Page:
Two and a half weeks is long enough for everything to go strange. When I returned home last night, our apartment smelled like a hotel room: crisply musty in a way that says no one has stayed there for long. There were no cooking smells or the lingering odor of sandalwood incense. I set down my bags and scanned the furnishings that seemed familiar. It was clean, everything put away. A place in waiting. It smelled like the hotels and motor courts that we had been staying in, the aroma of humanity atomized and intermingled into a bland ozone by industrial vacuums, and so, for a second, I had to reassure myself that I was really home.

Yes, my green sofa was as soft as I left it, and the refrigerator as bare. I picked through the monolithic stack of mail to find new issues of The New Yorker and The Paris Review; so much for catching up on back issues during my trip. A rejection letter from Jentel assured me that, though they were sorry to disappoint a serious writer like me, their Panel of Reviewers rated my work favorably. I smiled and wondered how many other writers received the same message.

I noticed then that the clocks were wrong. Daylight savings had happened while I was away; my apartment was an overlooked pocket of the past. Days and time made little sense to my tired mind anyway. I left Queenstown on a 2:40 pm flight on Saturday, March 14, transiting through Sydney on a 5:30 pm flight and landing in Los Angeles at 12:55 pm on March 14 again. I arrived in Seattle later that evening, still March 14, around 7 pm. I had traveled thousands of miles only to have gone backwards in time.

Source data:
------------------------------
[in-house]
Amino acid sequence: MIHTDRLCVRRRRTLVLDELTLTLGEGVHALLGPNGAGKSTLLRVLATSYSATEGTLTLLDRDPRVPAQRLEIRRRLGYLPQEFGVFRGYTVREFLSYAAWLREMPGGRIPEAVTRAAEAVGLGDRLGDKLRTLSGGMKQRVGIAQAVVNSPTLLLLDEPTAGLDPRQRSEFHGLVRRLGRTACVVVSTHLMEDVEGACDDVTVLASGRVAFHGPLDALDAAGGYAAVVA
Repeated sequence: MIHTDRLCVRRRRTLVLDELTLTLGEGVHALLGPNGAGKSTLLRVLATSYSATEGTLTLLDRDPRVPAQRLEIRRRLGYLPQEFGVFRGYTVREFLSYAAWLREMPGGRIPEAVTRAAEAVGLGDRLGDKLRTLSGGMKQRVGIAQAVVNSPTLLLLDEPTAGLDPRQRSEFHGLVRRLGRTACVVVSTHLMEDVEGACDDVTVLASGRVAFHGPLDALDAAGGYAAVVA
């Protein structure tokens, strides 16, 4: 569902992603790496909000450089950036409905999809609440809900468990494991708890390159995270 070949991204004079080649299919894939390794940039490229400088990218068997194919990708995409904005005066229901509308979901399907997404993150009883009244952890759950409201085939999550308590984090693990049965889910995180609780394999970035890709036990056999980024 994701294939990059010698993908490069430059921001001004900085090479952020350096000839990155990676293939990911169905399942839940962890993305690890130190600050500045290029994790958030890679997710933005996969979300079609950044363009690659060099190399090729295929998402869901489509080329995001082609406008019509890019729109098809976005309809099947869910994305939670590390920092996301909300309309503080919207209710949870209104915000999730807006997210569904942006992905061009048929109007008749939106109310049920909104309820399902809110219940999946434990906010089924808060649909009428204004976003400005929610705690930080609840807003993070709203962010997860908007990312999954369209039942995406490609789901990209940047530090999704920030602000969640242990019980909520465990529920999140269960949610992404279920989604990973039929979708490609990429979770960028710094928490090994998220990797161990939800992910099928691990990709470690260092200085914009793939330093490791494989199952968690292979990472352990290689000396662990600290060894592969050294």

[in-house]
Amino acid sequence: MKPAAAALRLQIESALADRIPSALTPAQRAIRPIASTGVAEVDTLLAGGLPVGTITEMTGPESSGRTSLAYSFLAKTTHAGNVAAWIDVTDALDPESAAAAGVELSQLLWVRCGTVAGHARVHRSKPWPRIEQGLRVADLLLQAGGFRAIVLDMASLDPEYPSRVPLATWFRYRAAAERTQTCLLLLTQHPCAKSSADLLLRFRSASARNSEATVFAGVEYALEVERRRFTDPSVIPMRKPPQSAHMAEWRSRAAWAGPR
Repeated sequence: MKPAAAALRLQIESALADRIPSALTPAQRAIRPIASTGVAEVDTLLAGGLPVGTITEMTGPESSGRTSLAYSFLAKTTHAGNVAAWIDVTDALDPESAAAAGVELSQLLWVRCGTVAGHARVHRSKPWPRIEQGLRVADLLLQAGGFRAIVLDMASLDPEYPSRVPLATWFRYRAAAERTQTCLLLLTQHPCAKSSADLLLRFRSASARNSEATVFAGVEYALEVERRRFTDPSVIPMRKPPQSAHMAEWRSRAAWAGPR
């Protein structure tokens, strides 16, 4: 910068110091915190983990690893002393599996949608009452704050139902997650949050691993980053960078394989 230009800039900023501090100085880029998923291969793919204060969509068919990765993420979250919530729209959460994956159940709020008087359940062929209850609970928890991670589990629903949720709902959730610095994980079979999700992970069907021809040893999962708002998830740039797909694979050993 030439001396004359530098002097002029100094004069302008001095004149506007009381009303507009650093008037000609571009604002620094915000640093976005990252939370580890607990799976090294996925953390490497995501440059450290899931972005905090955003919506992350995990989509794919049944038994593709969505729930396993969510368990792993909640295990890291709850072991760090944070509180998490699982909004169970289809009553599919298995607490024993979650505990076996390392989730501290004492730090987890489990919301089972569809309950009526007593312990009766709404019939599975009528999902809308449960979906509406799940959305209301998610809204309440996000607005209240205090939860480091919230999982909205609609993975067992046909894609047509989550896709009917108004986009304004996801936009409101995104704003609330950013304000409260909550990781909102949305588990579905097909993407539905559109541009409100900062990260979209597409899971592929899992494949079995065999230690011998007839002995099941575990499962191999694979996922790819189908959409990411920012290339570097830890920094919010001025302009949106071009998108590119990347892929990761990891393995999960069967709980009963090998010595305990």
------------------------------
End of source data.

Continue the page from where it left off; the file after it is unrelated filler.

It was summer in Oceania, so I hadn’t brought a coat, but it was only crisp, not cold or rainy, so I took light rail rather than a taxi. Maybe I wanted to savor the idea of the stack of mail that awaited. Maybe I was too cheap for the $55 cab ride. As we pulled away from SeaTac, a group of four teenagers began to blast rap from their phones. They paused the music at each stop to see if transit security might be waiting to board, then proceeded to fill our car with a battering cloud of fuck, nigger and bitch all the way to Westlake Station.

Compared to this, my strange-smelling apartment was eerily quiet, too quiet to sleep. I put on a movie and rifled through catalogues and bills. I logged in the literary rejections that waited in my inbox. And the letter. Past eleven, I finished the final pages of The Boys in the Boat and read a chapter of How to See Yourself As You Really Are. In it, the Dalai Lama suggests that we should let go of our belief in inherent existence. In my current state, detached and overstimulated, I tended to agree, so I turned off the light and finally drifted off to sleep.

I was surprised to wake past nine. I had been dreaming of work, of running around trying to complete an impossible task that no one was able to assist me with. My scattered attempts seemed to take forever and I kept remarking my surprise that the owner had not yet emerged from the conference room demanding results. The dream melted into the blurry shapes of my bedroom. I roused in a way that I hadn’t felt since I was a teenager, a heavy wakefulness that aimed to pull me back down under the current of a thick, dark, black-green sleep. You can’t spend the whole day in bed, a voice murmured from somewhere. Sluggishly, I rose.